opinion

The photos that every Australian shouldn't look away from today.

Three-year-old Tharunicaa Murugappan hasn't known anything else but the walls of Christmas Island detention centre. 

Since the age of seven months, she's lived in a rundown demountable building surrounded by wire and guards with her older sister and her parents. 

For the past 10 days, she's been really sick. But despite vomiting, dizziness, diarrhoea and a temperature over 40 degrees, she's only been given Panadol and Nurofen.

Now she's sitting in a Perth hospital bed after being medically evacuated, diagnosed with a potentially deadly blood infection caused by untreated pneumonia.

Photos of a distressed Tharni, as she's affectionately known, being comforted by her older sister Kopika, six, have been shared widely on social media and across Australian media outlets. They illustrate a story we've been telling since 2018. 

A story of a couple, Nadesalingam and Priya, who met in Australia after they both separately sought refuge here from the persecution and horrors they - as Tamils - were being subjected to in their native Sri Lanka. 

They fell in love on our shores, got married and had children. Setting up home in the small town of Biloela, Queensland, where they remain valued members of the community. 

Watch: Kopika turned six in May, her third birthday in detention. Post continues after video. 


Video via Twitter @HometoBilo
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But in March 2018, the couple and their young girls were detained in a dawn raid. Priya's bridging visa had expired and authorities swooped. 

They've been fighting ever since. They've spent three Christmases locked up. Three years trying to give their Queensland-born daughters a childhood behind bars. Three years in the depths of the Australian justice system. 

Every few months their plight reappears on the front pages of our newspapers, and Australians look at the smiling faces of Tharni and Kopika holding up home drawn pictures, or attempting to play in concrete pens inside the prison-like facility and ask why? How is this okay? It feels un-Australian. It feels inhumane. It feels like cruel political point scoring.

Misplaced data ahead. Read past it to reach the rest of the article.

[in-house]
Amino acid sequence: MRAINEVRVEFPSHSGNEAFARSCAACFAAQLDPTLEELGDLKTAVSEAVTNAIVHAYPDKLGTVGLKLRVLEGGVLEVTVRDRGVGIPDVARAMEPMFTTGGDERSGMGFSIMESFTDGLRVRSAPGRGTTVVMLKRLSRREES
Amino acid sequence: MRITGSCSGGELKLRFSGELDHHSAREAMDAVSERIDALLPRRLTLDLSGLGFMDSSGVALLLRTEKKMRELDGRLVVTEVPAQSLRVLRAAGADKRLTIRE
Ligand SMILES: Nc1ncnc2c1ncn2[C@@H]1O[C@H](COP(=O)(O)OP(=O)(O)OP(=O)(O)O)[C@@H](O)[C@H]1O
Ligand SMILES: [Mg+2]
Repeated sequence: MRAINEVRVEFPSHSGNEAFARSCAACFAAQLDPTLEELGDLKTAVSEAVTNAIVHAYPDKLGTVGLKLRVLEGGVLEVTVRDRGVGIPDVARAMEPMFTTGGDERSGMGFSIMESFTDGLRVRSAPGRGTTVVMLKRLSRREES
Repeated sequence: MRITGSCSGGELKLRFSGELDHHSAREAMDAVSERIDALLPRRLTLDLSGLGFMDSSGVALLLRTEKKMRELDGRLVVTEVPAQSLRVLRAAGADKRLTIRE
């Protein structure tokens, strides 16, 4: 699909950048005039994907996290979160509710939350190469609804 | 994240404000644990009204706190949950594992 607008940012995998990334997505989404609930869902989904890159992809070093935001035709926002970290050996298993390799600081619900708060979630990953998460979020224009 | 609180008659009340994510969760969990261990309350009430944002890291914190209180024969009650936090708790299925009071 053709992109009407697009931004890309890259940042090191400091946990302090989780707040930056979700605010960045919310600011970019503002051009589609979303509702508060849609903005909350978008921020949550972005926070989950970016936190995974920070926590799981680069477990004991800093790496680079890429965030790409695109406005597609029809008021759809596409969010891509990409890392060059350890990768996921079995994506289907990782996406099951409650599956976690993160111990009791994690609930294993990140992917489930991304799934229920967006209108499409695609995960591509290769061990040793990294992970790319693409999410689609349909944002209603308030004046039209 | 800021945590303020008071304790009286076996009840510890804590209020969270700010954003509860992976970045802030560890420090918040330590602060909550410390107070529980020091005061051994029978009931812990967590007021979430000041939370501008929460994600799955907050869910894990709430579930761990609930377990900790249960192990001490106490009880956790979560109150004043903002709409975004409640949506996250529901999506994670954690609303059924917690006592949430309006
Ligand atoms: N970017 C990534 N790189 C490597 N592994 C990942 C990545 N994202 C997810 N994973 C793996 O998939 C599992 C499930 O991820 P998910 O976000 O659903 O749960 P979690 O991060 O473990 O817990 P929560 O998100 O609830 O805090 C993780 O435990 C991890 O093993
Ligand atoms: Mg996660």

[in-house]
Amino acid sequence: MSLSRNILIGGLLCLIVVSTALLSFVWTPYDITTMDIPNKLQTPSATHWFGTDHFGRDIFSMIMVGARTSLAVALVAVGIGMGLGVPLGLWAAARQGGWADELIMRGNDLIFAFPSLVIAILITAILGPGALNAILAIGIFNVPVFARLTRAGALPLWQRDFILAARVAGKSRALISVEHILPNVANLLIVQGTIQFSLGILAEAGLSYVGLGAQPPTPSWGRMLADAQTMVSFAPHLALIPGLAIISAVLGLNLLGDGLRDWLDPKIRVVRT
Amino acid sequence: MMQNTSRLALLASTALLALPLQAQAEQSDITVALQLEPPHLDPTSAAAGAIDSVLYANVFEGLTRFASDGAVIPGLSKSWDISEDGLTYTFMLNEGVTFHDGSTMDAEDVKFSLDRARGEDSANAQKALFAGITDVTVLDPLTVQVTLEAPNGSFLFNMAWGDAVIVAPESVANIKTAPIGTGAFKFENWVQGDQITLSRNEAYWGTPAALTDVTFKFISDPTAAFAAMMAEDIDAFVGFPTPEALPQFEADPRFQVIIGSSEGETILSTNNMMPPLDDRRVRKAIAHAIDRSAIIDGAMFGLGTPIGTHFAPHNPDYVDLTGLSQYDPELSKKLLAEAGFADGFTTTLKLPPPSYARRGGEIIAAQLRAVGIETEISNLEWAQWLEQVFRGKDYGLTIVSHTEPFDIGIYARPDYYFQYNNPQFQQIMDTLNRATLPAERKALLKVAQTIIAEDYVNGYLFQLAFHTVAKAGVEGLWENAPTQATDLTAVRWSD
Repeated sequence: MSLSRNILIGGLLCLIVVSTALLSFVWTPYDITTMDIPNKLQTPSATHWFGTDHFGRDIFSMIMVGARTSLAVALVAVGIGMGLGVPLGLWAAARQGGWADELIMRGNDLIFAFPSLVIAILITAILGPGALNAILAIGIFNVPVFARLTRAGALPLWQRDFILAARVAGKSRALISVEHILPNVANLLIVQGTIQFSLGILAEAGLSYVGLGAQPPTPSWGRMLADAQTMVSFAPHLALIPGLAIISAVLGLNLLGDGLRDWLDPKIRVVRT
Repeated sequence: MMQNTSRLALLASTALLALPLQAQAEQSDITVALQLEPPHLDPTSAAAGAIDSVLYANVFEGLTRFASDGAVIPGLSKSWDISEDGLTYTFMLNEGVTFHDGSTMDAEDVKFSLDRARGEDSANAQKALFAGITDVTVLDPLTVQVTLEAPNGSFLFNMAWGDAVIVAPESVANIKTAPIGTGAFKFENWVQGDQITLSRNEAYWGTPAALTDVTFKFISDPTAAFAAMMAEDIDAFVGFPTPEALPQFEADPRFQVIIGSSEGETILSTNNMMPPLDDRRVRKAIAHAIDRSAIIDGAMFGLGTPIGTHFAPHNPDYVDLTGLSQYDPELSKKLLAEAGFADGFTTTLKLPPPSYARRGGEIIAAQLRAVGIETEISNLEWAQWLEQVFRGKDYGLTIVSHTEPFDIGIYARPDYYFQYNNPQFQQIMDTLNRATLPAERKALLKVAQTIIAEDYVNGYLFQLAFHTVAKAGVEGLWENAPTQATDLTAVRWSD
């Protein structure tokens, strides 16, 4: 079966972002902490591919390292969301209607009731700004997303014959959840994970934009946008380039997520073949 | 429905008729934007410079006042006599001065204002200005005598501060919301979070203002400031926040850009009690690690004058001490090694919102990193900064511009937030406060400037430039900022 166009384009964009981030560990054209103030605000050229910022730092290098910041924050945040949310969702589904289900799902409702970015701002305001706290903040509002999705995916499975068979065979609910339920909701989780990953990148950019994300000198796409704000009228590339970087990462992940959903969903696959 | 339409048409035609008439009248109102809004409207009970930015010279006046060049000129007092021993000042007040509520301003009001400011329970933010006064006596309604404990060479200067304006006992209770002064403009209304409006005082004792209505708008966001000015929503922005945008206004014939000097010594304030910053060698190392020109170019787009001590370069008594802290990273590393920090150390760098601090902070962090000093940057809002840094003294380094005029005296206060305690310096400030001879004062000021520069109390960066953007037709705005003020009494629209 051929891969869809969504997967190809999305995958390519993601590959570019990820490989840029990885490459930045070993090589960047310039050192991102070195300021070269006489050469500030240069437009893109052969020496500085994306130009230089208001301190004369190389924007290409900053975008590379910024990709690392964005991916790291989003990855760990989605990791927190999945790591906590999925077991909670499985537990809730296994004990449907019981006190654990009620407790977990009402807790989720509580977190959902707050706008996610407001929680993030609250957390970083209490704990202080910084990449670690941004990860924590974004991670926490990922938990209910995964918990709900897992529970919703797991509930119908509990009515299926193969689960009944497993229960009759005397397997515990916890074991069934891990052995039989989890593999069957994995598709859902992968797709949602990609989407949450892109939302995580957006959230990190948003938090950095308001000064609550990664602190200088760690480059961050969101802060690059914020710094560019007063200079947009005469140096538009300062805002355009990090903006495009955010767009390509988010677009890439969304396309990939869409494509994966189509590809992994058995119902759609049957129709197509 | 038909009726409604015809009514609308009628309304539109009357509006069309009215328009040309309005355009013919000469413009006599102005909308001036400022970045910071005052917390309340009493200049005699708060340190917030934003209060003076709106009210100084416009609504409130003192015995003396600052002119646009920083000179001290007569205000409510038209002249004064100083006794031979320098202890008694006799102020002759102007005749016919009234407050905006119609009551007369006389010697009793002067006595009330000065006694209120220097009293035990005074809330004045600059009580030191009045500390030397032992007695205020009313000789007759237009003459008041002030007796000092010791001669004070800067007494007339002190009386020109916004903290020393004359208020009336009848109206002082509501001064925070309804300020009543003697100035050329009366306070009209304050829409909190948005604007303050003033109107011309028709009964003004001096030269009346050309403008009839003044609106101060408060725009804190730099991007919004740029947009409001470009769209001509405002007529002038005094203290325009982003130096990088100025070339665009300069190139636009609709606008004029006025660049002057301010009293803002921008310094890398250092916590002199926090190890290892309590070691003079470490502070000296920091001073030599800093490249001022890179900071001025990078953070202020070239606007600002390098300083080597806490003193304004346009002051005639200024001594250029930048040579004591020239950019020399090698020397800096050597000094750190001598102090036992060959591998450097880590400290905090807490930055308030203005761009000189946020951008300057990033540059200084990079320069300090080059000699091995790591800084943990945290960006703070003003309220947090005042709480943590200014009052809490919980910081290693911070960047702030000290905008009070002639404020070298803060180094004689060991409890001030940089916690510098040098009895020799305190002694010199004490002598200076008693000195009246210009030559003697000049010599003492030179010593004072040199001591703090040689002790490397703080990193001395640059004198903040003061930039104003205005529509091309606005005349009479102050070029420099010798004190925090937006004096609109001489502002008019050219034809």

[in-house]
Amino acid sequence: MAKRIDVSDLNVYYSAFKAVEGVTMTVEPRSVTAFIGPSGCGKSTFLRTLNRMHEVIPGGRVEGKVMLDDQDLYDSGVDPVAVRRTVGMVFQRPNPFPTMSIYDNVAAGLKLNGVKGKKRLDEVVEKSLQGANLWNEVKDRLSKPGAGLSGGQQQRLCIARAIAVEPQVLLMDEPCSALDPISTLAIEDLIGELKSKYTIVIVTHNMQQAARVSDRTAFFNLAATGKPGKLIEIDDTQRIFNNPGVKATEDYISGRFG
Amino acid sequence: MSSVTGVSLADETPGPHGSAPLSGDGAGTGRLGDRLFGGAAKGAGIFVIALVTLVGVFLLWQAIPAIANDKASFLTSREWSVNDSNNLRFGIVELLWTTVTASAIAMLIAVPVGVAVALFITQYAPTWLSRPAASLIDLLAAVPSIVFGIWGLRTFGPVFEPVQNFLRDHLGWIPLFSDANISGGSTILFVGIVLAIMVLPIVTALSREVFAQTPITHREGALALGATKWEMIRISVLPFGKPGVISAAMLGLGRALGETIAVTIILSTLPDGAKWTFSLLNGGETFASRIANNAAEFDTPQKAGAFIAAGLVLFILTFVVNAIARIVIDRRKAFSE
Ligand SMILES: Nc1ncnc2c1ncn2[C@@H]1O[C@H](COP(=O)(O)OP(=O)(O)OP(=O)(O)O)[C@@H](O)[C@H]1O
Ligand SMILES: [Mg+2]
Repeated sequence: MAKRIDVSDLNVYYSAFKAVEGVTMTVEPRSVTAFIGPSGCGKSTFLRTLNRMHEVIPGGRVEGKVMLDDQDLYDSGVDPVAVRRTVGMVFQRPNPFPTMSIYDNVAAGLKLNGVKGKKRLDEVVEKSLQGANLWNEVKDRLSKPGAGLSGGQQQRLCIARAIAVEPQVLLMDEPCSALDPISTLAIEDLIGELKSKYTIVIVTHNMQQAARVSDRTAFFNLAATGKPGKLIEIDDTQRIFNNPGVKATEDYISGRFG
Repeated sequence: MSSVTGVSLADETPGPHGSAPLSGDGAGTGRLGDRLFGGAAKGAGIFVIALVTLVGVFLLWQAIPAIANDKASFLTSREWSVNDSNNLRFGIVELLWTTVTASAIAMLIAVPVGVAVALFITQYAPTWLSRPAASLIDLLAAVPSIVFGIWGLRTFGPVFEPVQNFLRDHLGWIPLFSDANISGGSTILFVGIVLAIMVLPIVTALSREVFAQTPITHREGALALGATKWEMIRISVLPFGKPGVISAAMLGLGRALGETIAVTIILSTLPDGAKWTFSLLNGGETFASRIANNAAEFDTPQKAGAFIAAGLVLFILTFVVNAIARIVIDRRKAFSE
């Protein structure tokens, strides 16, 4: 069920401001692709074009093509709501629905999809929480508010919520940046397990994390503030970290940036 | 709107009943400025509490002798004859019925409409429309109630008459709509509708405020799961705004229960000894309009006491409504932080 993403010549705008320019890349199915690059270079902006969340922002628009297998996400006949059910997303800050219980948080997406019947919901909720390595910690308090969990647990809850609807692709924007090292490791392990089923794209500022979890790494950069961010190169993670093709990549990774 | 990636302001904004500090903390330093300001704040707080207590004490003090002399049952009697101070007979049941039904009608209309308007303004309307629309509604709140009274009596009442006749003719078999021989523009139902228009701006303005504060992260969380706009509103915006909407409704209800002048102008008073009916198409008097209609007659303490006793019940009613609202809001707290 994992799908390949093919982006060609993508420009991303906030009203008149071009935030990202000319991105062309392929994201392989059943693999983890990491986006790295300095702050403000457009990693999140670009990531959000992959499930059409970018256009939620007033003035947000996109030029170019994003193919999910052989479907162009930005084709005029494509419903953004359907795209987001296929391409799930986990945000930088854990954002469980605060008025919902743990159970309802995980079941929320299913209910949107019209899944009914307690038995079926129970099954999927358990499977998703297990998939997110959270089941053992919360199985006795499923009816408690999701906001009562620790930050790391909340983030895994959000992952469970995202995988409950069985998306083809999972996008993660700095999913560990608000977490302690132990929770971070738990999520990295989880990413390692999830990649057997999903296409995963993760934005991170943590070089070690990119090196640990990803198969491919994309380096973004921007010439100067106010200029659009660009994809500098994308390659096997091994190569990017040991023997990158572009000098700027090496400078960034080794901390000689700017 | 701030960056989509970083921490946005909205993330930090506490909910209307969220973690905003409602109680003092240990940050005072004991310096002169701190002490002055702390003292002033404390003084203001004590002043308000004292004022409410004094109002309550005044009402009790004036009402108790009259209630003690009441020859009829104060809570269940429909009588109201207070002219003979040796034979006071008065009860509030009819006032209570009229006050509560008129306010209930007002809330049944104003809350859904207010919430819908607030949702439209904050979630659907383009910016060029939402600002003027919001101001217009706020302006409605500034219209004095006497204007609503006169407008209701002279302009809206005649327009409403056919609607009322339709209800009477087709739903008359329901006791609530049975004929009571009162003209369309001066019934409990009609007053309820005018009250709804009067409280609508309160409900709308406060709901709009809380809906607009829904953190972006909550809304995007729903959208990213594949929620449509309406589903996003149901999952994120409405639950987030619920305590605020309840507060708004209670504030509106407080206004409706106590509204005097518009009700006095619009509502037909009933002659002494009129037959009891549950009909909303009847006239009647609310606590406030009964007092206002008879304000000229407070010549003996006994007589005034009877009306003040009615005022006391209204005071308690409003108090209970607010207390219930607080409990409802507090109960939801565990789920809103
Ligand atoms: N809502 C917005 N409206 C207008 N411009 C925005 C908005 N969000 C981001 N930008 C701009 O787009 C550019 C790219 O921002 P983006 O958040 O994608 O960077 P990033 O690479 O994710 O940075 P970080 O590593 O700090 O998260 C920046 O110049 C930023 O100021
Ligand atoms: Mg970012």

But the Government and Immigration Minister (who has the power to intervene) remains unswayed. They've vowed to never resettle anyone who arrives on our shores illegally by boat, and do not consider the girls to be Australian citizens.

They've spent $6 million keeping the family in detention for the past 39 months, even as politicians, media personalities, celebrities, and their community of Biloela share their opposition.  

Numerous rallies have held in capital cities across Australia over the years, demanding: "let them stay." Image: Getty.

And so we have watched babies grow into little girls with razor wire the backdrop of all of their family photos.

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We've watched the pain so evident in the eyes of their parents, as they beg the Australian government for reprieve. 

We've heard stories about little Kopika asking her parents "why do people always follow us?" and "why can't I go to my friend's house?" She attends school on the island under guard, and as she gets older and more aware, her questions get more persistent. She doesn't understand why her family has to live like this.

We've heard about Priya's tears at night, as she struggles daily with her children's distress.

We've watched Tharni grow from a baby into a little girl behind razor wire. Image: HometoBilo/Twitter.

And now we can see that same distress in the eyes of her young daughter Tharni, as she lies terrified in a hospital bed.

They're photos that every Australian shouldn't look away from today. They're photos that demand explanation. 

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Tharni and Kopika are the only children left in Australian immigration detention. Hearing their story, knowing their fight. Seeing Tharni sick and distressed... is this who we are, Australia? What is it going to take for our government to show some compassion? 

What is happening to this family at the hands of Australia cannot be justified or spun as anything other than cruel. 

This story is no longer political. It's simply inhumane. 

You can sign the petition to bring them home, here.

Feature image: HomeToBilo Twitter.

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